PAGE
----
Madi Kubik

Nebraska's Madi Kubik scores a kill against Penn State's Kaitlyn Hord and Jonni Parker at the Bob Devaney Sports Center on Saturday, November 02, 2019.

LINCOLN — Madi Kubik has finally found peace on the court.

Too often this season, the Nebraska freshman’s mind was full of distractions. She was worried about the pressure of playing in front of 8,000 fans at Devaney, how previous points went, how coaches would react to the next play and whether she was meeting her own lofty expectations.

Now, after extensive work with Brett Haskell, Nebraska’s director of sport psychology, Kubik has learned how to ignore those external factors, think more rationally and thrive.

As a result of the new perspective, Kubik is playing her best volleyball of the season and has become a vital part of the seventh-rated Huskers’ success. The next test for Kubik and Nebraska (19-3, 11-2 Big Ten) is on the road against Iowa at 7 p.m. Saturday.

“I had a time where I was in my head a little bit,” Kubik said. “I was trying to figure out what my place was and how I was going to be able to contribute. I’ve been working really hard with (Haskell) on being in the moment.”

Kubik’s distractions were both real and perceived expectations she placed upon herself. The No. 4 recruit in the nation faced lofty standards as she took over the starting outside hitter role formerly occupied by two-time All-American Mikaela Foecke.

While Nebraska coach John Cook said he never mentions Foecke directly to Kubik, it’s hard for her not to try to live up to the standards set by Foecke and other former Huskers who played the L2 position, including All-Americans Jordan Larson and Annika Albrecht.

“We recruited Madi to come in and take Mikaela’s spot. She’s trying to live up to that,” Cook said. “She’s carrying a big role, and not many freshman six-rotation outside hitters are playing for the top teams.”

The breakthrough match for Kubik came against then-No. 2 Stanford. Even though the Huskers lost in four sets, she recorded 14 kills on 46 swings. Kubik said she learned the important lesson that against elite competition, you can’t tip or hit roll shots because their floor defense covers most of those.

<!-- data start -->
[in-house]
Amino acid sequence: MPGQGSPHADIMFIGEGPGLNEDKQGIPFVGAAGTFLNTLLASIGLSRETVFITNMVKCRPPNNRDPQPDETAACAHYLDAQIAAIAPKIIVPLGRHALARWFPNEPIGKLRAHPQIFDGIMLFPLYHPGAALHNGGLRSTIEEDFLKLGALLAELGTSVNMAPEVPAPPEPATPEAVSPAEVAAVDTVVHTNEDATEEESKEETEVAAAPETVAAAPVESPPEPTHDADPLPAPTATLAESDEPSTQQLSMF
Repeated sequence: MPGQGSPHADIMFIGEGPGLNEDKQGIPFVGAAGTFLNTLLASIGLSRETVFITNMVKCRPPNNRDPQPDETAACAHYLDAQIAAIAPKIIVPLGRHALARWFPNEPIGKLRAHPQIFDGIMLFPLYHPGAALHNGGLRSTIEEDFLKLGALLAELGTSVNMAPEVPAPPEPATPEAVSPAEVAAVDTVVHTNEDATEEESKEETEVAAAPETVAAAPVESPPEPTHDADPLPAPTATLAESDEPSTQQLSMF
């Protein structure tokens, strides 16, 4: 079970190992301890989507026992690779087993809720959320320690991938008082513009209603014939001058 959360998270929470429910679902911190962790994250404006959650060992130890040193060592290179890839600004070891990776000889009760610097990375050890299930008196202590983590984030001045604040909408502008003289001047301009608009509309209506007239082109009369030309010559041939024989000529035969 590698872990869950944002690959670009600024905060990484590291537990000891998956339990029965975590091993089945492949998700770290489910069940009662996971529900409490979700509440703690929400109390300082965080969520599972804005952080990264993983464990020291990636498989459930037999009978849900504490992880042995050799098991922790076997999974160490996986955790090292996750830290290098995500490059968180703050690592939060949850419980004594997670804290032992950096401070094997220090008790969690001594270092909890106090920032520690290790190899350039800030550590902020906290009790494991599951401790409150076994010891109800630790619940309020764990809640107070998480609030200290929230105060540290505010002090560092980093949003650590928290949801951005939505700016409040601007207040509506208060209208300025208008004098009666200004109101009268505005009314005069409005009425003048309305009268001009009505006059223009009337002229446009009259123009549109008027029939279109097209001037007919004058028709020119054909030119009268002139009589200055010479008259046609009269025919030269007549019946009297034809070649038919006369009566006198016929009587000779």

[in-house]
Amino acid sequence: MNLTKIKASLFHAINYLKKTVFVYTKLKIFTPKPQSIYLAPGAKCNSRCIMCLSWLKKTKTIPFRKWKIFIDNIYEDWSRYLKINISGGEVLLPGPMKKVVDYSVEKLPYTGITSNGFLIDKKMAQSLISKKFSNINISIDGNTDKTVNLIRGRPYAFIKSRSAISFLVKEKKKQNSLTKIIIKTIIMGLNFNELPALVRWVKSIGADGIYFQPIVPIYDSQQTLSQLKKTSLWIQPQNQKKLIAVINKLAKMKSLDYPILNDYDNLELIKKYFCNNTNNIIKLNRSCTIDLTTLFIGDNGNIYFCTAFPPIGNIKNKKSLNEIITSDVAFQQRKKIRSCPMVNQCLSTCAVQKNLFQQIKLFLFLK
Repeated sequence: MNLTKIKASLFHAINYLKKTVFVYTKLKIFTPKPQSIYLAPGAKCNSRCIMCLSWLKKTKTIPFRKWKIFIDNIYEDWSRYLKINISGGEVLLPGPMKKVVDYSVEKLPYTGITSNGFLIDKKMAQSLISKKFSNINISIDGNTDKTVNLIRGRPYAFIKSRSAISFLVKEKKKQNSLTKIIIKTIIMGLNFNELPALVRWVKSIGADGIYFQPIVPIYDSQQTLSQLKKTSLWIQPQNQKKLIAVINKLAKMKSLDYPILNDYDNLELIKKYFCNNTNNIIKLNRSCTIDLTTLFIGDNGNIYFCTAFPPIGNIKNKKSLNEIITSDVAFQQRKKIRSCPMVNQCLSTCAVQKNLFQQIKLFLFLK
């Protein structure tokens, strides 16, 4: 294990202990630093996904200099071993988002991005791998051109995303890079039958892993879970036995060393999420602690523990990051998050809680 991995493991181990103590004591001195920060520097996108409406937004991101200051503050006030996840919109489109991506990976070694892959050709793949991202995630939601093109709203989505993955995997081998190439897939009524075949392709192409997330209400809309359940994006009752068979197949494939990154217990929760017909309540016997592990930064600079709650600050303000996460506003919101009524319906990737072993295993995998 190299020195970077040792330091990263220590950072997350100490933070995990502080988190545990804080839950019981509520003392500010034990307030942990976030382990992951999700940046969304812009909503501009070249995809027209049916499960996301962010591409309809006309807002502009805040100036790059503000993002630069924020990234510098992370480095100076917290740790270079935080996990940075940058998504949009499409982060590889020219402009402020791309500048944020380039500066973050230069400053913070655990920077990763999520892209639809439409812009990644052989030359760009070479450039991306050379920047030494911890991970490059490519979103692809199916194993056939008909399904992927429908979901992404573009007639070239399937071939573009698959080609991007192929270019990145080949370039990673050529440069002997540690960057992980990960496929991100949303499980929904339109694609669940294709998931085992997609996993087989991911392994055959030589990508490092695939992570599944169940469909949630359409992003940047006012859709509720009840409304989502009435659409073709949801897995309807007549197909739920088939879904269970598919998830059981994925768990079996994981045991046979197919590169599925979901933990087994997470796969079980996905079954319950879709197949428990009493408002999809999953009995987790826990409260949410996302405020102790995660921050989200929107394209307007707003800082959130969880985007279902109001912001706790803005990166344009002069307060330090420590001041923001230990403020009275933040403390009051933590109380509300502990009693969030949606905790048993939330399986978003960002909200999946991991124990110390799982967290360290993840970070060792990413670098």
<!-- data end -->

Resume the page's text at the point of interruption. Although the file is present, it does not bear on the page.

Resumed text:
During the past three weeks, Kubik has elevated her game. In a home win against No. 15 Purdue, the 6-foot-3 freshman from West Des Moines tallied a career-best 22 kills, tying the most kills by a Nebraska freshman since 2004 with — who else? — Foecke.

“I definitely would say that compared to the beginning of the season, the game is starting to slow down a little bit, and I feel less distracted on the court,” Kubik said. “I’m just able to manage (the distractions) in a way that it makes me feel composed, and that’s not something I have to worry about right now.”

Kubik rarely has a break no matter the rotation. She’s proven to be efficient as a back-row attacker and helps anchor the middle back of the defense.

She is also part of the serve receive for five of the six rotations, where she is a frequent target of opposing servers. Kubik has dug more than a third of opponents’ serves. She has 452 receipts, 153 more than Kenzie Knuckles’ second-leading total.

Cook said he’s not worried about opponents targeting Kubik because she has graded out as the Huskers’ best passer this year. Kubik doesn’t mind the extra attention, either.

“I’ve always loved passing,” she said. “I almost loved passing more than I love hitting sometimes just because I think I can sit in a gym and pass balls all day.”

Following the Purdue win and a 10-kill performance at Maryland, Kubik was named the Big Ten’s player and freshman of the week. Those matches began a streak of double-digit kills in six of seven matches. The lone exception in that run was seven kills against Rutgers when she hit a season-best .462.

Kubik has a knack for filling up the stat sheet with three double-doubles this year. She is averaging 2.73 kills and 2.27 digs per set in conference play.

Cook said it isn’t just the numbers that indicate how valuable Kubik is for the Huskers. He said her demeanor and selflessness contribute to the winning culture.

“Madi makes people around her better,” Cook said. “She’s just so even-keeled. She’s easy to play next to, and that’s one of her gifts. Not much fazes her when things aren’t going well.”

Against No. 8 Penn State, Kubik delivered in the big moments under the bright lights. With NU leading 14-13 in the fifth set, Kubik hammered home the clinching point. In the final set, Kubik recorded three kills on eight swings without an error.

Afterward, her teammates said they had no doubt Kubik would deliver in the biggest moments.

“She’s a stud. We’ve known that and I think she proved that again,” junior Lexi Sun said following the Penn State match. “I think she has been proving it all season.”

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